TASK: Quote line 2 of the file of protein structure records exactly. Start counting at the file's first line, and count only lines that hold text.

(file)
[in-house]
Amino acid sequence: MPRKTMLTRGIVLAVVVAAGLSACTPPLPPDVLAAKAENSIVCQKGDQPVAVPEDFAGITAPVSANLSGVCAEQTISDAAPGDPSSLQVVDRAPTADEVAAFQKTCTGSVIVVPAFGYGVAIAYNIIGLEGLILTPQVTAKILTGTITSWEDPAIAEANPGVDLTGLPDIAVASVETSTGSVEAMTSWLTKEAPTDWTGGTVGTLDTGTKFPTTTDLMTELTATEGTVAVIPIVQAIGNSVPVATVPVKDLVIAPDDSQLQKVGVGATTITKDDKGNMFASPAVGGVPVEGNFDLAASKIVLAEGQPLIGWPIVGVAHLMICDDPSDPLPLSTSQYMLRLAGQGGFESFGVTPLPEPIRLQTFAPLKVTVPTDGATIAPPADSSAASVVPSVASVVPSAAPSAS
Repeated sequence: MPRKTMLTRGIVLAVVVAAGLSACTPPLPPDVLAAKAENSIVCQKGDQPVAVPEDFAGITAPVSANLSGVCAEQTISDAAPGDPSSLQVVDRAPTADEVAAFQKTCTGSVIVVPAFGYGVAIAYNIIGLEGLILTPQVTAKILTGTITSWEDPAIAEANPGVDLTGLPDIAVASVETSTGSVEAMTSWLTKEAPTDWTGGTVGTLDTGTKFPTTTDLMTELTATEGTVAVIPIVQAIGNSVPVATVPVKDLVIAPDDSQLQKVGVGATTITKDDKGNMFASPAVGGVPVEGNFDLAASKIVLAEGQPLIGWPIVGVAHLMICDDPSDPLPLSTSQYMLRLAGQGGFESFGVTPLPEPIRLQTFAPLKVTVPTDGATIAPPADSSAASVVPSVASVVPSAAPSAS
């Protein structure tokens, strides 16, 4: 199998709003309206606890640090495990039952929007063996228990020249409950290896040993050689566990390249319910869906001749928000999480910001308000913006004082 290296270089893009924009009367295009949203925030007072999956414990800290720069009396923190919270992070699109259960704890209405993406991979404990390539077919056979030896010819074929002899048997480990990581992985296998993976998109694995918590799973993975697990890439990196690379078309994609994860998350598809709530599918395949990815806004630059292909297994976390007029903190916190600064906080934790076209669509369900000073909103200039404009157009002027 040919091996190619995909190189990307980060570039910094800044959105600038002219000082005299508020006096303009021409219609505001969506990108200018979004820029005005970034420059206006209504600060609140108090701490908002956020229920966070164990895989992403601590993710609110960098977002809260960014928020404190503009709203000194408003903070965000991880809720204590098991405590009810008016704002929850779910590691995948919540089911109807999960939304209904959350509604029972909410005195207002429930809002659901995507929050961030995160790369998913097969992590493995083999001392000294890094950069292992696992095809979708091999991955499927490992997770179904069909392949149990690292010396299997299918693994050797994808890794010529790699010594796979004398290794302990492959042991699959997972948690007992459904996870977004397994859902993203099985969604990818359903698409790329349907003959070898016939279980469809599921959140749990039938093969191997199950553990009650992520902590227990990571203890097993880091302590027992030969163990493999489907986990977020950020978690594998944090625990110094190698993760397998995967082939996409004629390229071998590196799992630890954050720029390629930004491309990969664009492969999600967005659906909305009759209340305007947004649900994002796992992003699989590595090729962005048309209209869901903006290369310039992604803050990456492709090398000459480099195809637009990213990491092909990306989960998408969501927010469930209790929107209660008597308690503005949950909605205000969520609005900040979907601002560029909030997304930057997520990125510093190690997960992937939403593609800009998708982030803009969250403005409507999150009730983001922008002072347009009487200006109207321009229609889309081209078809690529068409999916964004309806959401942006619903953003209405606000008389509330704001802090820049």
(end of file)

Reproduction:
Amino acid sequence: MPRKTMLTRGIVLAVVVAAGLSACTPPLPPDVLAAKAENSIVCQKGDQPVAVPEDFAGITAPVSANLSGVCAEQTISDAAPGDPSSLQVVDRAPTADEVAAFQKTCTGSVIVVPAFGYGVAIAYNIIGLEGLILTPQVTAKILTGTITSWEDPAIAEANPGVDLTGLPDIAVASVETSTGSVEAMTSWLTKEAPTDWTGGTVGTLDTGTKFPTTTDLMTELTATEGTVAVIPIVQAIGNSVPVATVPVKDLVIAPDDSQLQKVGVGATTITKDDKGNMFASPAVGGVPVEGNFDLAASKIVLAEGQPLIGWPIVGVAHLMICDDPSDPLPLSTSQYMLRLAGQGGFESFGVTPLPEPIRLQTFAPLKVTVPTDGATIAPPADSSAASVVPSVASVVPSAAPSAS